FDI into India dips to $40 bn in 2017 from $44 bn in 2016
United Nations: Foreign Direct Investment to India decreased to 40 billion dollars last year from 44 billion dollars in 2016 while outflows from India, the main source of investment in South Asia, more than doubled, according to a new trade report by the UN.
According to the World Investment Report 2018 by the UN Conference on Trade and Development (UNCTAD) global foreign direct investment flows fell by 23 per cent in 2017, to USD 1.43 trillion from USD 1.87 trillion in 2016.
"Downward pressure on FDI and the slowdown in global value chains are a major concern for policymakers worldwide, and especially in developing countries," UNCTAD Secretary-General Mukhisa Kituyi said.
FDI to India decreased from USD 44 billion in 2016 to USD 40 billion in 2017. But outflows from India, the main source of FDI in South Asia, more than doubled to USD 11 billion, the report said.
The report cited India's state-owned oil and gas company ONGC's active investment in foreign assets in recent years. After acquiring a 26 per cent stake in Vankorneft, an affiliate of Russia's national oil company Rosneft PJSC, in 2016, ONGC bought a 15 per cent stake in an offshore field in Namibia from Tullow Oil in 2017. By the end of 2017, ONGC had 39 projects in 18 countries, producing 285,000 barrels of oil and oil-equivalent gas per day, the report said.
The report said that cross-border merger and acquisitions sales for India rose from USD 8 billion to USD 23 billion driven by a few large deals in extractive and technology related industries.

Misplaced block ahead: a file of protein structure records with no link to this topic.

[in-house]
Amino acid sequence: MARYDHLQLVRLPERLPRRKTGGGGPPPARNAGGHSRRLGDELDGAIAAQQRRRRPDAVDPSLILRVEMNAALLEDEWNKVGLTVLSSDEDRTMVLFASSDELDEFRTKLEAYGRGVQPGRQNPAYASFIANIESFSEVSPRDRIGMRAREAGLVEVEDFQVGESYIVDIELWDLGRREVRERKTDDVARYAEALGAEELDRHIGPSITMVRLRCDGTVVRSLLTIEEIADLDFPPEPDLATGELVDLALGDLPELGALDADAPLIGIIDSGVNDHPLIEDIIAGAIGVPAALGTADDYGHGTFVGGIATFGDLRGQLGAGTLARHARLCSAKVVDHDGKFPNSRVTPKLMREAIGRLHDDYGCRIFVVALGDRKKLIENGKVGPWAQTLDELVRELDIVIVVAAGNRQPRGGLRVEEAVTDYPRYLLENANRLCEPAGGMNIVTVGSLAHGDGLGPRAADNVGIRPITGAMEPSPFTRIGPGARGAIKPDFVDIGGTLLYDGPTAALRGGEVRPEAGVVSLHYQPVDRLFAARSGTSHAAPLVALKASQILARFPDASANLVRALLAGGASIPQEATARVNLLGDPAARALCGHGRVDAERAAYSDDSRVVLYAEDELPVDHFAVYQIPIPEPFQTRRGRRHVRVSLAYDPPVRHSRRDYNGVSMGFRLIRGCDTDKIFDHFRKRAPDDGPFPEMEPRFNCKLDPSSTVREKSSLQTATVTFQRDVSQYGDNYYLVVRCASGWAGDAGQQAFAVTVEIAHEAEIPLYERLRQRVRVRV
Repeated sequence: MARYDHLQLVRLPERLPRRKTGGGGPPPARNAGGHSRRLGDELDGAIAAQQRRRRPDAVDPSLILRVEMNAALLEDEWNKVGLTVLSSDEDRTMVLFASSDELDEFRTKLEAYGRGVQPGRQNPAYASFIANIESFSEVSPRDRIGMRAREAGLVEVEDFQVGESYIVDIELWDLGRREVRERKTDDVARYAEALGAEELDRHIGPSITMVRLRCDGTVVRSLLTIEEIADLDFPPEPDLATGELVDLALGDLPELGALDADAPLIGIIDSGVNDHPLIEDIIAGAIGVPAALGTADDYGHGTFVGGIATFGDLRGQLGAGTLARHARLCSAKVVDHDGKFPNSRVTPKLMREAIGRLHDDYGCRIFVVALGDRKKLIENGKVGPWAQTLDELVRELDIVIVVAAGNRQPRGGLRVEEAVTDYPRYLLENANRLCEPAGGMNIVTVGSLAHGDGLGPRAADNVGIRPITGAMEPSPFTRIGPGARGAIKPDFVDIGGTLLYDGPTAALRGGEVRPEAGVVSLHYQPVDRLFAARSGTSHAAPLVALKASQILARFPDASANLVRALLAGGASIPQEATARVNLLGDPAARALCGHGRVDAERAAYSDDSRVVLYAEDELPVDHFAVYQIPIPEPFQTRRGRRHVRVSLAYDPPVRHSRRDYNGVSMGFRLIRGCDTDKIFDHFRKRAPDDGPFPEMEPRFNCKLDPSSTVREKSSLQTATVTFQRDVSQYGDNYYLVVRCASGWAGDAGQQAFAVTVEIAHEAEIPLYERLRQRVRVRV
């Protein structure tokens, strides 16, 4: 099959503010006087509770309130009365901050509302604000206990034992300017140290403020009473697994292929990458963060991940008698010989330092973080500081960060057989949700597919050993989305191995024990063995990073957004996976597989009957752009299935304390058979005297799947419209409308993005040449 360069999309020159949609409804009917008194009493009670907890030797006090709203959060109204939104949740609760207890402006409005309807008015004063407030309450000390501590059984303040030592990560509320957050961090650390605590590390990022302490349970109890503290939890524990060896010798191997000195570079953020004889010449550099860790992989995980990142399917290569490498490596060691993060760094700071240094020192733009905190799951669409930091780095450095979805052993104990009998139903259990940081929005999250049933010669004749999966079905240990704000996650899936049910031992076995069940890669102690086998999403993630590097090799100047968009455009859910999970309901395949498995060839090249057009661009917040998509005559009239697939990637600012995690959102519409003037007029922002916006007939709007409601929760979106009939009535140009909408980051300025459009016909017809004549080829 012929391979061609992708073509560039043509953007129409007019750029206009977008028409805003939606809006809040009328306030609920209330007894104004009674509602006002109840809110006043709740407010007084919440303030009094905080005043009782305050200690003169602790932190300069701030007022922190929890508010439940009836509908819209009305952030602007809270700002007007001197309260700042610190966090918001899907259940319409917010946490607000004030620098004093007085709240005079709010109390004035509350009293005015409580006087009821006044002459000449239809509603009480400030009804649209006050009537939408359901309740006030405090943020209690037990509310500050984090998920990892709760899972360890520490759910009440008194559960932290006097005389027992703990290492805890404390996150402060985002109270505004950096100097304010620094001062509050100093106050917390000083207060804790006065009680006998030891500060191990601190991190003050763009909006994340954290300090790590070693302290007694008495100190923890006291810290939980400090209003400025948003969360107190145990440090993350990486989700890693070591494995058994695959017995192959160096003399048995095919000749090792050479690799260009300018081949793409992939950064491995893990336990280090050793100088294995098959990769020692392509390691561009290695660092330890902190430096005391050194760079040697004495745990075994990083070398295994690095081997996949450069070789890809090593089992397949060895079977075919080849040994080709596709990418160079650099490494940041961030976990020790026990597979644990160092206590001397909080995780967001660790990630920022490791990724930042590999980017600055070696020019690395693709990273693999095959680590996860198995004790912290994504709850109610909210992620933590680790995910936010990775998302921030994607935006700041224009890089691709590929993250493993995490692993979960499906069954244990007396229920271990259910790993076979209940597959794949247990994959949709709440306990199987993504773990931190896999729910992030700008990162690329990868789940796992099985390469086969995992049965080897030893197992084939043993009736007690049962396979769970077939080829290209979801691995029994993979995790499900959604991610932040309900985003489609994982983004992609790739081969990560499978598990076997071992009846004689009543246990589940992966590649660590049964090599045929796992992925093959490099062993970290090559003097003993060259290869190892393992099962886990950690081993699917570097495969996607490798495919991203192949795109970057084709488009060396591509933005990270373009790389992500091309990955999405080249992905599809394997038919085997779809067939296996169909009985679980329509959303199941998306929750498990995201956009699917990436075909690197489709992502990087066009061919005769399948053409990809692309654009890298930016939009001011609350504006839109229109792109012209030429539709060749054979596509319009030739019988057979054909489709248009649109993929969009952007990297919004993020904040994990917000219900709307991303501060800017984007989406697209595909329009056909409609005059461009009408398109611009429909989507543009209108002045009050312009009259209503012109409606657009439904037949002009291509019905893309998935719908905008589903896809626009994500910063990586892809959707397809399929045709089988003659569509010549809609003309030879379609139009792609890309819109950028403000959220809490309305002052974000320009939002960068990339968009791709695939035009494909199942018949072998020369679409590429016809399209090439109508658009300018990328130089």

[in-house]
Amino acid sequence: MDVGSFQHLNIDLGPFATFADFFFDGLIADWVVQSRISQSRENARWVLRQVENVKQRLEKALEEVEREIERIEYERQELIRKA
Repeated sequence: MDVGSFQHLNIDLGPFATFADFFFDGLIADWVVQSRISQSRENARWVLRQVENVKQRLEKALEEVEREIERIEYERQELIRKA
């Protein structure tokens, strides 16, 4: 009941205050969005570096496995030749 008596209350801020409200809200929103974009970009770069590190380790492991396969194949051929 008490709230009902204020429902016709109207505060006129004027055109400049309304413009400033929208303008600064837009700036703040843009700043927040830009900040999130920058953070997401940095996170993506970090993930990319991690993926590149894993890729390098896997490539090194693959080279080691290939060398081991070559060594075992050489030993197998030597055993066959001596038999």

Singapore's Petrol Complex, owned by Russia's Rosneftegaz acquired a 49 per cent stake of Essar Oil Ltd, the second largest privately owned Indian oil company, for USD 13 billion.
An investor group, including American e-commerce compnay eBay, technology giant Microsoft Corporation and China's multinational investment holding conglomerate Tencent Holdings acquired a stake in Flipkart Internet for USD 1.4 billion, and Soft Bank acquired a 20 per cent stake in One97 Communications, the parent of digital payments leader Paytm, for USD 1.4 billion.
The report said that globally, the net cross-border M&A purchases of transition-economy MNEs rebounded from USD 809 million in 2016 to almost USD 14 billion in 2017, due to two large transactions, incliding Rosneft acquiring a 49 per cent share in Essar Oil in India for close to USD 13 billion (through its Singapore affiliate, Petrol Complex).
Developing-economy investors from China and South Africa, followed by Singapore, India and Hong Kong (China), are among the top 10 investors in Africa.
The report said that financial uncertainty caused by "significant risks" to global trade is responsible for a sharp fall in international investment flows which could hurt developing countries the most. PTI